Authentication with Multiple Known Headers
The HTTP_MULTIPLE_KNOWN_HEADERS structure enables server applications to send multiple authentication challenges to the client. Applications can challenge the client with a single authentication scheme by supplying the HttpHeaderWwwAuthenticate enumeration type in the KnownHeaders member of the HTTP_RESPONSE_HEADERS structure contained in HTTP_RESPONSE. However, when the server challenges with multiple authentication schemes, the application uses the HTTP_MULTIPLE_KNOWN_HEADERS structure to provide the authentication types.
When the HTTP_RESPONSE_INFO_FLAGS_PRESERVE_ORDER flag is present, HTTP sends the authentication headers in the specified order. If the flag is not present, HTTP orders the authentication schemes from strongest to weakest as follows:
If the authentication scheme is not one of these schemes, the application must specify the HTTP_RESPONSE_INFO_FLAGS_PRESERVE_ORDER flag.
The KnownHeader member of HTTP_MULTIPLE_KNOWN_HEADERS points to an array of HTTP_KNOWN_HEADER structures. The pRawValue member of the HTTP_KNOWN_HEADER structure must point to a string that specifies the scheme name. HTTP parses the string to determine the scheme and performs one of the following actions:
If the string contains an unknown authentication type, or if the authentication type is not enabled on the configuration group (either the URL group or server session) associated with the request, the HTTP Server API appends the string in pRawValue to the WWW-Authenticate header. For example, if the application specifies an unsupported authentication scheme, and pRawValue contains the string "CustomAuthString", the following text is appended to the authentication header:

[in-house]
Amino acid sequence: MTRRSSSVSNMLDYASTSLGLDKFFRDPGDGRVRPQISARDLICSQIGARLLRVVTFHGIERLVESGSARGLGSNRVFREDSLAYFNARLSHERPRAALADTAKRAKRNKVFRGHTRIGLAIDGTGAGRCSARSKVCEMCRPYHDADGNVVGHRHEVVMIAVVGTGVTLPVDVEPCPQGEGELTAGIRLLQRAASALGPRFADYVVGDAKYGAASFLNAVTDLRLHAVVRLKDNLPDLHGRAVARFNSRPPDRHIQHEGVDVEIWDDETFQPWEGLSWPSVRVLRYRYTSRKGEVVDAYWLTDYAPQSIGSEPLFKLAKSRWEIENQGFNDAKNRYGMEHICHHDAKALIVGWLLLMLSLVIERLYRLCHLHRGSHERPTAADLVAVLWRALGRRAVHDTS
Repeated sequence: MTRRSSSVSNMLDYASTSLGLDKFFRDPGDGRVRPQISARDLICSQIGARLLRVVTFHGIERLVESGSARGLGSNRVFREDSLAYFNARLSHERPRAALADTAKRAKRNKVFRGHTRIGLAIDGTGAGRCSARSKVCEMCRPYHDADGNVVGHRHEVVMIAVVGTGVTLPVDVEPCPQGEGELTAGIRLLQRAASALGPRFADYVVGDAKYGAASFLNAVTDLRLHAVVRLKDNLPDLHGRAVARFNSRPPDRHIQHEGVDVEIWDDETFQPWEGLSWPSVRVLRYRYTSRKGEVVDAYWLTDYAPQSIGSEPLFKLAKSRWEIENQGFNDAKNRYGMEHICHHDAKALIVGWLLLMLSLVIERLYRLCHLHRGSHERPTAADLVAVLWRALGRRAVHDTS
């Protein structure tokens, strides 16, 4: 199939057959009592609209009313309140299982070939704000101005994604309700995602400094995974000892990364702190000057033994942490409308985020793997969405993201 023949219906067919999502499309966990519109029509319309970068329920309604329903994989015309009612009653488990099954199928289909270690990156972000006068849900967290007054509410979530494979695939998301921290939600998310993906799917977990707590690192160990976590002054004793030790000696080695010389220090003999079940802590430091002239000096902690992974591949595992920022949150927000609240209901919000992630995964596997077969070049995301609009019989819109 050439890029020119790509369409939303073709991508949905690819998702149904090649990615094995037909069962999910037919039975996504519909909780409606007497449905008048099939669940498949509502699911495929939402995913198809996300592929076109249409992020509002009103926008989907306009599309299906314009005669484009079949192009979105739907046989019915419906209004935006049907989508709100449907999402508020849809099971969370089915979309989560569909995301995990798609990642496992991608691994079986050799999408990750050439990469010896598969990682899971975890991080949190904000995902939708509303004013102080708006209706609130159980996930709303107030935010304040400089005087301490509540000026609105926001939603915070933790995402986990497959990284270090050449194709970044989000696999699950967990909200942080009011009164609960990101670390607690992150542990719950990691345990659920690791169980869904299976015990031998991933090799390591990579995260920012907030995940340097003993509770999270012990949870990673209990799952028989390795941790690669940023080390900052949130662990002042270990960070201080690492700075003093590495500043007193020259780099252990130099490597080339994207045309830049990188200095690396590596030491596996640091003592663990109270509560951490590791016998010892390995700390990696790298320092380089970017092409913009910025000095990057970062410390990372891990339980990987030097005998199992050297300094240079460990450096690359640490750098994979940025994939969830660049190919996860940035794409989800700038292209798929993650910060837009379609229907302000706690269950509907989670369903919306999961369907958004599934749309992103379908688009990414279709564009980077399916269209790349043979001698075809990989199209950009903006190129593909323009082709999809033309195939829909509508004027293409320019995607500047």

If the application does not have Basic authentication enabled, and pRawValue contains the string "Basic realm="BasicRealm"", the authentication header contains the following text:
WWW-Authenticate: Basic realm="BasicRealm"
If the string contains a known authentication type and is present on the configuration group (either the URL group or the server session) associated with the request, the HTTP Server API generates the WWW-Authenticate header. For example if the string specified in pRawValue is "Digest", and Digest is enabled on the server session, the HTTP Server API appends the following text to the authentication header:
WWW-Authenticate: Digest realm="email@example.com"
If the scheme in the pRawValue member of HTTP_KNOWN_HEADER is Negotiate or NTLM, the authentication scheme name is sufficient. If the specified scheme is Basic, the realm name is appended to the scheme name; the application doesn't need to supply the realm name in pRawValue. If the specified scheme is Digest, HTTP calls AcceptSecurityContext to generate the challenge that is appended to the scheme name. The parameters for Basic (realm) and Digest (realm and domain name) scheme are obtained from the corresponding configuration group authentication information.
When the application sends multiple authentication challenges to the client in Unknown request headers, the HTTP Server API sends these to the client without intervention. However this usage is not recommended.